Removals increase as tattoo popularity rises 

Lasers produce the best results

Tattoos are no longer associated only with gang members and musicians or actors. While tattoos have less of a stigma than in the past, experts interviewed by Same-Day Surgery say that they continue to see an increase in their tattoo removal business.

"While the number of requests for tattoo removal don’t correspond to the increasing number of people with tattoos, we do see a steady, slow increase in the numbers of people asking for removals," notes Brian Zelickson, MD, medical director of the Abbott Northwestern Laser Center in Edina, MN.

There is no typical tattoo removal patient, he adds. "Age and gender are all across the board. I’m removing new and old tattoos on people in their early 20s and in their 60s," Zelickson says.

Roy G. Geronemus, MD, director of the Laser & Skin Surgery Center of New York and a clinical professor of dermatology at New York University Medical Center, both in New York City, says, "I see more young people in their early 20s for tattoo removal because young professionals believe that their college tattoo doesn’t fit in with their new career, and young mothers don’t want their children to see their tattoos and think that they’re acceptable."

The three most common methods for tattoo removal are laser surgery, dermabrasion, and surgical excision, with laser surgery as the process recommended by most dermatologic surgeons, he says.

"If the surgeon uses the appropriate laser for the tattoo, lasers are efficient, effective ways to remove the tattoo," Geronemus adds. In fact, the use of lasers for tattoo removal increased by 27% between 2001 and 2003, according to the American Society for Dermatologic Surgery in Rolling Meadows, IL.

Lasers most often used for tattoo removal are the Q-switched ruby laser, which works well on green but not red inks, and the Q-switched neodymium YAG and the Q-switched alexandrite lasers, which remove green but not red inks, says Geronemus.

Tattoo removal with lasers does require several treatments and is painful, Zelickson points out. "Laser treatments also may not be able to remove all of the pigment," he adds. The easiest tattoos to remove are amateur tattoos that are black ink line drawings and are close to the heart, he adds. "The better the blood circulation in the area, the better the results," he says.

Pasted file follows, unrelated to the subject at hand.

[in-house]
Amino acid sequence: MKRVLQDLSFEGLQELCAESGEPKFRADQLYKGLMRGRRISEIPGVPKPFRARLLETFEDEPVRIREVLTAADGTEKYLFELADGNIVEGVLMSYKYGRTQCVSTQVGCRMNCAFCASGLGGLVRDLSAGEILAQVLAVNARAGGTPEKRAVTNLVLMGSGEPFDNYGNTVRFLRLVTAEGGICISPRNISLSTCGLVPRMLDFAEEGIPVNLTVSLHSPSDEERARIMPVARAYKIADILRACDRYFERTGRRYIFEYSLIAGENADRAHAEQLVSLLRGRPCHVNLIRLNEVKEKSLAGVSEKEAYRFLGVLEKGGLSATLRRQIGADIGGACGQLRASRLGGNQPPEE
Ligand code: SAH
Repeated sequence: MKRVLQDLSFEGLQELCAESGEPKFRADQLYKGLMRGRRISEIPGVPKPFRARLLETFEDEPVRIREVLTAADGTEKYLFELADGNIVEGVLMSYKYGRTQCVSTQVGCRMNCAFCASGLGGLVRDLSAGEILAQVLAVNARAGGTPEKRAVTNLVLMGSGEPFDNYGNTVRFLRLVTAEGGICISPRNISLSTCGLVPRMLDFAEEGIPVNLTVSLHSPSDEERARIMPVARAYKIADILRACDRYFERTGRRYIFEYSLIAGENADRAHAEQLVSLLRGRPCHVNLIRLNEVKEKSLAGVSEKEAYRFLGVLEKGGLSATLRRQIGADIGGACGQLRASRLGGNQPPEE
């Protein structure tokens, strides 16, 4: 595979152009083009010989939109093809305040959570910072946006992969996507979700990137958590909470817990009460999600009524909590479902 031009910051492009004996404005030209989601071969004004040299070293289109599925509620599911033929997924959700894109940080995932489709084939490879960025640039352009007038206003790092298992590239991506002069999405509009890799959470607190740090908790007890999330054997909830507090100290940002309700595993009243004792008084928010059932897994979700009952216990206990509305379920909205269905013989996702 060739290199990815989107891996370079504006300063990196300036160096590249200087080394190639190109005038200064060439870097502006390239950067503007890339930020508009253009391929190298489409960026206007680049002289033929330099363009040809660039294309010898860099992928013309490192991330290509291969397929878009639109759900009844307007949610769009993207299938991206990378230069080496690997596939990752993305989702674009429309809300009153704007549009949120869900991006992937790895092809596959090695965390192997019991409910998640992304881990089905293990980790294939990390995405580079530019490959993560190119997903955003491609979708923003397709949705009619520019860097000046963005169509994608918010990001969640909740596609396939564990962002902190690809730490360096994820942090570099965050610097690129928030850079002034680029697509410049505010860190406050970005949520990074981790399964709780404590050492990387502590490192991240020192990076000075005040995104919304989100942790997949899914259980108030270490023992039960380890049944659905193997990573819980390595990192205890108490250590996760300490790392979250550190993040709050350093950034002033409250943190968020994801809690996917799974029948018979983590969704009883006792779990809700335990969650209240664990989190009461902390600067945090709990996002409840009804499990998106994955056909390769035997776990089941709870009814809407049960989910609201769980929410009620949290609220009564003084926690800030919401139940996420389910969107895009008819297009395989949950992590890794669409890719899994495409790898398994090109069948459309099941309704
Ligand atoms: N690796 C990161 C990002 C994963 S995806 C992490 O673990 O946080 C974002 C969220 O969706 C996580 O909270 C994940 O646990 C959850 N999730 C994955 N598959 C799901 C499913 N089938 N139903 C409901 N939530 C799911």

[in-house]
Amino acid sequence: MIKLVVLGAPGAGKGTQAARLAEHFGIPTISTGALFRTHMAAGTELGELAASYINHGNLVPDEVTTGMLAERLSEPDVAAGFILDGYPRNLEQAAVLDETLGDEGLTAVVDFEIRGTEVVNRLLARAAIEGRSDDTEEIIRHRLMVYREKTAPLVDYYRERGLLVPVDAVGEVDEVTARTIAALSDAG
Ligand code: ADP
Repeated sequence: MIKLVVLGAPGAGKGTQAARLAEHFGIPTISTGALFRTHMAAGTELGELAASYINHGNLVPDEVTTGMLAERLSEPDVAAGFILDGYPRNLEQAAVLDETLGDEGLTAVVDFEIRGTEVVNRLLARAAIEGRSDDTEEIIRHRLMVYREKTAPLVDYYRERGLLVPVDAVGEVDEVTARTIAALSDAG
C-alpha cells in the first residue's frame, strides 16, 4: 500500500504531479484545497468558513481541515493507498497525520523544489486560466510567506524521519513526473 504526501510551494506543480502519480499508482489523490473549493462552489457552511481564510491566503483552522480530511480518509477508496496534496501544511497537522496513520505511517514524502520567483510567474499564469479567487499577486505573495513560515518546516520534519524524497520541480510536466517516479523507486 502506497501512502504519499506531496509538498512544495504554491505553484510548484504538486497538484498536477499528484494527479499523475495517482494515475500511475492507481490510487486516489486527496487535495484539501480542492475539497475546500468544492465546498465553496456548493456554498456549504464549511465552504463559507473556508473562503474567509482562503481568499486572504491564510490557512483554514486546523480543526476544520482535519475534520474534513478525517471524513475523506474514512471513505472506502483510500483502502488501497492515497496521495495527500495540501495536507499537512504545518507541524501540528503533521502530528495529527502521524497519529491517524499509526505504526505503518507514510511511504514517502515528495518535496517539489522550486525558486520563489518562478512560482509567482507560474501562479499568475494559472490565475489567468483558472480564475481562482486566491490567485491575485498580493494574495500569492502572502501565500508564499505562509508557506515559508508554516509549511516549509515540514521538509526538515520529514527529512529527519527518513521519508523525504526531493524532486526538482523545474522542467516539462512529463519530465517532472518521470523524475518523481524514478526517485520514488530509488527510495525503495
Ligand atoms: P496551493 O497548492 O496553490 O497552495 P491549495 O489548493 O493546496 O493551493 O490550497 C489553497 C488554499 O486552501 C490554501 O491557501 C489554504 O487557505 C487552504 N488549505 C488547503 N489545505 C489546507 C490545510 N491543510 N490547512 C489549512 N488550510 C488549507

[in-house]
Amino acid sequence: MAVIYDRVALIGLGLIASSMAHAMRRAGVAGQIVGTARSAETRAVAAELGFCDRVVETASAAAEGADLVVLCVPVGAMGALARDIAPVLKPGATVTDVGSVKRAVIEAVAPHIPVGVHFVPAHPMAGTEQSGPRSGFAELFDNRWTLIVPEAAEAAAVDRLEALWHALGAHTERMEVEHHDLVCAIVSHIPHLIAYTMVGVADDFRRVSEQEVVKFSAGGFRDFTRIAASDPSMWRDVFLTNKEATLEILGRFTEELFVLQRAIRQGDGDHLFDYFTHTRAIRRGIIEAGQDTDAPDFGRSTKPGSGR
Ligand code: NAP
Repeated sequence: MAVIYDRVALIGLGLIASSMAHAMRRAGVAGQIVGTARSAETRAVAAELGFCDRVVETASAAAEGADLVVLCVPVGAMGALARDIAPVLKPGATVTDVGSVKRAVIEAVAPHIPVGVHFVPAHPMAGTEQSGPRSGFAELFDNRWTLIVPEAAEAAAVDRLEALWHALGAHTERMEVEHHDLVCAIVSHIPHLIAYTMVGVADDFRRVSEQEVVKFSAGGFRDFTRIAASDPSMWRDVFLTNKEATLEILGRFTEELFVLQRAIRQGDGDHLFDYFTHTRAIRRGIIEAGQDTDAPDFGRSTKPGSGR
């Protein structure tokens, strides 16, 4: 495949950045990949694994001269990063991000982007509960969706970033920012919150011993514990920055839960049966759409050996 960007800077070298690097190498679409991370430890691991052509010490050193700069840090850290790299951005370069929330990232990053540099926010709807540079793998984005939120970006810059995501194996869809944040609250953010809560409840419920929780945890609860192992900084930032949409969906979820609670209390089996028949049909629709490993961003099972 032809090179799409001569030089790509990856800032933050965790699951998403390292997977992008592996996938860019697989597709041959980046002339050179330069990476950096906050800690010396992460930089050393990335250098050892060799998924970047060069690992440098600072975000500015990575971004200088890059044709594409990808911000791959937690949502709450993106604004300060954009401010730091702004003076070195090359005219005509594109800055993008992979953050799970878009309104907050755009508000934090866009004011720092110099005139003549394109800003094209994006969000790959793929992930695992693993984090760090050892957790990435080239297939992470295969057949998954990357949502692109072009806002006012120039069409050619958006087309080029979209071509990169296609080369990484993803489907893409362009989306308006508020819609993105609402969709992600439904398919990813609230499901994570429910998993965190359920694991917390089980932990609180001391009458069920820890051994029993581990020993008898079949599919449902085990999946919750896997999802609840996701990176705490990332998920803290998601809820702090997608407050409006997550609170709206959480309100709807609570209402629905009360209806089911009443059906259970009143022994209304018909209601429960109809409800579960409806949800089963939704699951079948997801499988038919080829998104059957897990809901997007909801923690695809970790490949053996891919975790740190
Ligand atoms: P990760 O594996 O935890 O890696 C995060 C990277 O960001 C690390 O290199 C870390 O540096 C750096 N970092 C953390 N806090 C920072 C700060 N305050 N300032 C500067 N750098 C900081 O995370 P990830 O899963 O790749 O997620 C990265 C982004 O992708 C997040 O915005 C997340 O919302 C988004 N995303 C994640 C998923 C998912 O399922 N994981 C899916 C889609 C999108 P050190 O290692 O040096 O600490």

The advantage of laser removal over other methods is that scarring is minimal, Zelickson says. "Surgical excision and dermabrasion do leave scars, but surgical excision does get all of the pigment," he explains.

Complications from laser tattoo removal are not common but can include a discoloration in which the pigment turns black and cannot be removed, Zelickson adds. Occasionally, the laser treatment triggers an allergic reaction to the pigment in the patient, he says.

Tattoo removal is an elective procedure, so patients are paying out of their own pockets, says Geronemus. Costs for tattoo removal vary widely according to the number of pigments used in the tattoo and the number of treatments required for removal, he adds. The typical cost for one laser treatment for tattoo removal is $400 to $600, he says.

Abbott Northwestern Hospital participates in a tattoo removal program for gang members and does not charge for the removal, Zelickson points out. "It is part of an overall rehabilitation program in which several hospitals participate. As the gang member removes himself or herself from the gang culture, the physical sign of gang involvement, the tattoo, is removed," he explains.

Zelickson says that because tattoo removal is a growing service, same-day surgery managers need to be sure that patients are well-educated prior to the procedure.

"Make sure patients understand the disadvantages and advantages of each option for tattoo removal and make sure the patient’s expectations are realistic," he notes. "Treatments can be painful and may not remove 100% of the tattoo, and patients need to understand this before they begin treatment."

Sources

For more about tattoo removal, contact:

  • Roy G. Geronemus, MD, Director, Laser & Skin Surgery Center of New York, 317 E. 34th St., New York, NY 10016. Phone: (212) 686-7306. Web: www.laserskinsurgery.com.
  • Brian Zelickson, MD, Medical Director, Abbott Northwestern Hospital Laser Center, 4100 W. 50th St., Edina, MN 55424. Phone: (952) 929-8888.